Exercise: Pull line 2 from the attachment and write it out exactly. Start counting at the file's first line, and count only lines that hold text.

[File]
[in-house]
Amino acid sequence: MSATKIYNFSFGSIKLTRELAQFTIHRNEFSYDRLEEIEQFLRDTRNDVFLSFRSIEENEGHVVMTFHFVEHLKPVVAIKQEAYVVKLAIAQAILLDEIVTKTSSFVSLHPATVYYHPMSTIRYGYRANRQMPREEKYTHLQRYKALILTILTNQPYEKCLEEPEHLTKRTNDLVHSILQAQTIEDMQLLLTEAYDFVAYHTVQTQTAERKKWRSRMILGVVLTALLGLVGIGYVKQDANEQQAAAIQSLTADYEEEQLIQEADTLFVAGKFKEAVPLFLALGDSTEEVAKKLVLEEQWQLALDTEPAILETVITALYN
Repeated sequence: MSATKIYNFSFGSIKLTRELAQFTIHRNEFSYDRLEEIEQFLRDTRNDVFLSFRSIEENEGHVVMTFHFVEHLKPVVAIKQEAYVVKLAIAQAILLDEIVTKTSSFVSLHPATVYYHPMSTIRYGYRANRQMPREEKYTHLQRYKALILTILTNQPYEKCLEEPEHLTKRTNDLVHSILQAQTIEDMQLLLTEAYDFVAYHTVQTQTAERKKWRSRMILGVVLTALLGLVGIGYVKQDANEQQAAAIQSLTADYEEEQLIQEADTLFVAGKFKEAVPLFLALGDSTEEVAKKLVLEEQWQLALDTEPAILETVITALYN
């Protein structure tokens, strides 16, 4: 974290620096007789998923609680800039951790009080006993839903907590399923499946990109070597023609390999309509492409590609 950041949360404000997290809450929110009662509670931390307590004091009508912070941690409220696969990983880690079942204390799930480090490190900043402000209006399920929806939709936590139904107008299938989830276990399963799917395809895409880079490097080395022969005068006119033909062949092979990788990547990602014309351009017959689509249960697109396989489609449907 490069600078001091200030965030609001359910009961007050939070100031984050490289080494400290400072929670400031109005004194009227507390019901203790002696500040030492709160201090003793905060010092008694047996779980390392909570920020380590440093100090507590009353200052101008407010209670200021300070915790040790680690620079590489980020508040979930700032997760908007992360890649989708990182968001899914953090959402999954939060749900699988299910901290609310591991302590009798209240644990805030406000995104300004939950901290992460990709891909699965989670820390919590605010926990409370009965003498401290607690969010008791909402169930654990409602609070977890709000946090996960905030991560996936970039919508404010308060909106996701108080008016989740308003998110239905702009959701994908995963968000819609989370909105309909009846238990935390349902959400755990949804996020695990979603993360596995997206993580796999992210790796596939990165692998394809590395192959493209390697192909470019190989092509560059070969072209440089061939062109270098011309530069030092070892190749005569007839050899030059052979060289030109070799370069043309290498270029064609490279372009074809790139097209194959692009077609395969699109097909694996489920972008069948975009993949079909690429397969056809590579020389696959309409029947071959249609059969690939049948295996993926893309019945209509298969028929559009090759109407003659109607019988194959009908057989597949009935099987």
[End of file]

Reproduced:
Amino acid sequence: MSATKIYNFSFGSIKLTRELAQFTIHRNEFSYDRLEEIEQFLRDTRNDVFLSFRSIEENEGHVVMTFHFVEHLKPVVAIKQEAYVVKLAIAQAILLDEIVTKTSSFVSLHPATVYYHPMSTIRYGYRANRQMPREEKYTHLQRYKALILTILTNQPYEKCLEEPEHLTKRTNDLVHSILQAQTIEDMQLLLTEAYDFVAYHTVQTQTAERKKWRSRMILGVVLTALLGLVGIGYVKQDANEQQAAAIQSLTADYEEEQLIQEADTLFVAGKFKEAVPLFLALGDSTEEVAKKLVLEEQWQLALDTEPAILETVITALYN